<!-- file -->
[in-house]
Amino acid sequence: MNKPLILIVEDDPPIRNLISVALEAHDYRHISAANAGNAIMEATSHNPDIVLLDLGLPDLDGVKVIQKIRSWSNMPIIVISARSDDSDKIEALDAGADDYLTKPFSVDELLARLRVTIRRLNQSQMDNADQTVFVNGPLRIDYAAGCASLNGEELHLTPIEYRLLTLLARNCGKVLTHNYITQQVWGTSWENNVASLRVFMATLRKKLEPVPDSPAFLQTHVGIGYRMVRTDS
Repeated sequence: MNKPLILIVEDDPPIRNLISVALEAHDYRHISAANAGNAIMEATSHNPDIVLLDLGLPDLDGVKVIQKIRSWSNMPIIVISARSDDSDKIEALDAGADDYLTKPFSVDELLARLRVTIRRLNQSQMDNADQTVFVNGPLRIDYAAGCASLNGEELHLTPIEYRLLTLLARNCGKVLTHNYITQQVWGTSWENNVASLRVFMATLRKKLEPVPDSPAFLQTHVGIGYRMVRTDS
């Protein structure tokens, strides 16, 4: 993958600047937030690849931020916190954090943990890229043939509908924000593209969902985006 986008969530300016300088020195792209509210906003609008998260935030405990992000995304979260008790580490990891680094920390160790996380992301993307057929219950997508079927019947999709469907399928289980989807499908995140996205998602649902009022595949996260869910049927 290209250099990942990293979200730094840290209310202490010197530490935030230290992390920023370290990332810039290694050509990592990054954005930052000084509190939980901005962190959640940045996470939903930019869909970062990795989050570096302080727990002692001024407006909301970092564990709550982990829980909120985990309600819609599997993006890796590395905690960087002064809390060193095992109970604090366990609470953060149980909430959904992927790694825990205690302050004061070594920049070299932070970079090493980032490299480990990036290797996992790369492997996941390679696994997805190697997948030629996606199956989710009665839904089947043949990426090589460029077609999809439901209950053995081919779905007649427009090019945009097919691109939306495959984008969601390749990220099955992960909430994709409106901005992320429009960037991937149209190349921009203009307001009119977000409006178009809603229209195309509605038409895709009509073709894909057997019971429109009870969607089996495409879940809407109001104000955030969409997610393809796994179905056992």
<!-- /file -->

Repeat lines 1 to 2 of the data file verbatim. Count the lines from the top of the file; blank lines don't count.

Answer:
[in-house]
Amino acid sequence: MNKPLILIVEDDPPIRNLISVALEAHDYRHISAANAGNAIMEATSHNPDIVLLDLGLPDLDGVKVIQKIRSWSNMPIIVISARSDDSDKIEALDAGADDYLTKPFSVDELLARLRVTIRRLNQSQMDNADQTVFVNGPLRIDYAAGCASLNGEELHLTPIEYRLLTLLARNCGKVLTHNYITQQVWGTSWENNVASLRVFMATLRKKLEPVPDSPAFLQTHVGIGYRMVRTDS